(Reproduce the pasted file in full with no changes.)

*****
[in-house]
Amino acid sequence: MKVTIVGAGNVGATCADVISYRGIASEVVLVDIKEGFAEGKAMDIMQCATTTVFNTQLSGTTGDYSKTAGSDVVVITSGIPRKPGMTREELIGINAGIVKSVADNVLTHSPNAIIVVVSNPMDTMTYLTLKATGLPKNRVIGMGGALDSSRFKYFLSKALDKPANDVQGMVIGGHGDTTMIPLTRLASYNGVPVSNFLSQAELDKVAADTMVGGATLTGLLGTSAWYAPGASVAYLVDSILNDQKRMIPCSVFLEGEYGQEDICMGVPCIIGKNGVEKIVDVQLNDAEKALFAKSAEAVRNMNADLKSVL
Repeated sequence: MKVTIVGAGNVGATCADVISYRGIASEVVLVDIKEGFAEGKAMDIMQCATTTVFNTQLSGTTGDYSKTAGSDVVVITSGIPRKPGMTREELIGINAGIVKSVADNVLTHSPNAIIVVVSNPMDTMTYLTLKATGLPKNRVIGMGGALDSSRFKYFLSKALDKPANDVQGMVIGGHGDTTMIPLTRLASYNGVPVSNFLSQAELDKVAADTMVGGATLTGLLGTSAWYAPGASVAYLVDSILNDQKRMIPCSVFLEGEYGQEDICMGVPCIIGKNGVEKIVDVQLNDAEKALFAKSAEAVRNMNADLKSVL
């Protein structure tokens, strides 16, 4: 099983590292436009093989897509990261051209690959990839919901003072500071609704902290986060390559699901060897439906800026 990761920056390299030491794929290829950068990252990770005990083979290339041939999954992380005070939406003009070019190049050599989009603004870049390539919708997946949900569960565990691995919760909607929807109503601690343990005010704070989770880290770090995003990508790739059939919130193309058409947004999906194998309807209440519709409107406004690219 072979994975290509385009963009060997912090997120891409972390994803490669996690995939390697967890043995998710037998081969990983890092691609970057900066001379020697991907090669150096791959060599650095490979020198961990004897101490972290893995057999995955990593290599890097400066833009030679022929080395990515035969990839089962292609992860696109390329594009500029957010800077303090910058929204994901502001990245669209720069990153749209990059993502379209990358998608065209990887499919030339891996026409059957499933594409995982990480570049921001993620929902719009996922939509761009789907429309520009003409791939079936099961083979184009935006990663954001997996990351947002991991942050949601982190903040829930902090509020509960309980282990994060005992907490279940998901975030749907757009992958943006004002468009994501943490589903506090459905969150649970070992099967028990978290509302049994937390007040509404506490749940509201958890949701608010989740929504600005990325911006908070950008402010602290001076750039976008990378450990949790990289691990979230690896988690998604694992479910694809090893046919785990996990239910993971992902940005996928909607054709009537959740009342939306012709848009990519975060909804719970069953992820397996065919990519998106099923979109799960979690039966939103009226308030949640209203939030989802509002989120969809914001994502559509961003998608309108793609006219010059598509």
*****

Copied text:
[in-house]
Amino acid sequence: MKVTIVGAGNVGATCADVISYRGIASEVVLVDIKEGFAEGKAMDIMQCATTTVFNTQLSGTTGDYSKTAGSDVVVITSGIPRKPGMTREELIGINAGIVKSVADNVLTHSPNAIIVVVSNPMDTMTYLTLKATGLPKNRVIGMGGALDSSRFKYFLSKALDKPANDVQGMVIGGHGDTTMIPLTRLASYNGVPVSNFLSQAELDKVAADTMVGGATLTGLLGTSAWYAPGASVAYLVDSILNDQKRMIPCSVFLEGEYGQEDICMGVPCIIGKNGVEKIVDVQLNDAEKALFAKSAEAVRNMNADLKSVL
Repeated sequence: MKVTIVGAGNVGATCADVISYRGIASEVVLVDIKEGFAEGKAMDIMQCATTTVFNTQLSGTTGDYSKTAGSDVVVITSGIPRKPGMTREELIGINAGIVKSVADNVLTHSPNAIIVVVSNPMDTMTYLTLKATGLPKNRVIGMGGALDSSRFKYFLSKALDKPANDVQGMVIGGHGDTTMIPLTRLASYNGVPVSNFLSQAELDKVAADTMVGGATLTGLLGTSAWYAPGASVAYLVDSILNDQKRMIPCSVFLEGEYGQEDICMGVPCIIGKNGVEKIVDVQLNDAEKALFAKSAEAVRNMNADLKSVL
């Protein structure tokens, strides 16, 4: 099983590292436009093989897509990261051209690959990839919901003072500071609704902290986060390559699901060897439906800026 990761920056390299030491794929290829950068990252990770005990083979290339041939999954992380005070939406003009070019190049050599989009603004870049390539919708997946949900569960565990691995919760909607929807109503601690343990005010704070989770880290770090995003990508790739059939919130193309058409947004999906194998309807209440519709409107406004690219 072979994975290509385009963009060997912090997120891409972390994803490669996690995939390697967890043995998710037998081969990983890092691609970057900066001379020697991907090669150096791959060599650095490979020198961990004897101490972290893995057999995955990593290599890097400066833009030679022929080395990515035969990839089962292609992860696109390329594009500029957010800077303090910058929204994901502001990245669209720069990153749209990059993502379209990358998608065209990887499919030339891996026409059957499933594409995982990480570049921001993620929902719009996922939509761009789907429309520009003409791939079936099961083979184009935006990663954001997996990351947002991991942050949601982190903040829930902090509020509960309980282990994060005992907490279940998901975030749907757009992958943006004002468009994501943490589903506090459905969150649970070992099967028990978290509302049994937390007040509404506490749940509201958890949701608010989740929504600005990325911006908070950008402010602290001076750039976008990378450990949790990289691990979230690896988690998604694992479910694809090893046919785990996990239910993971992902940005996928909607054709009537959740009342939306012709848009990519975060909804719970069953992820397996065919990519998106099923979109799960979690039966939103009226308030949640209203939030989802509002989120969809914001994502559509961003998608309108793609006219010059598509």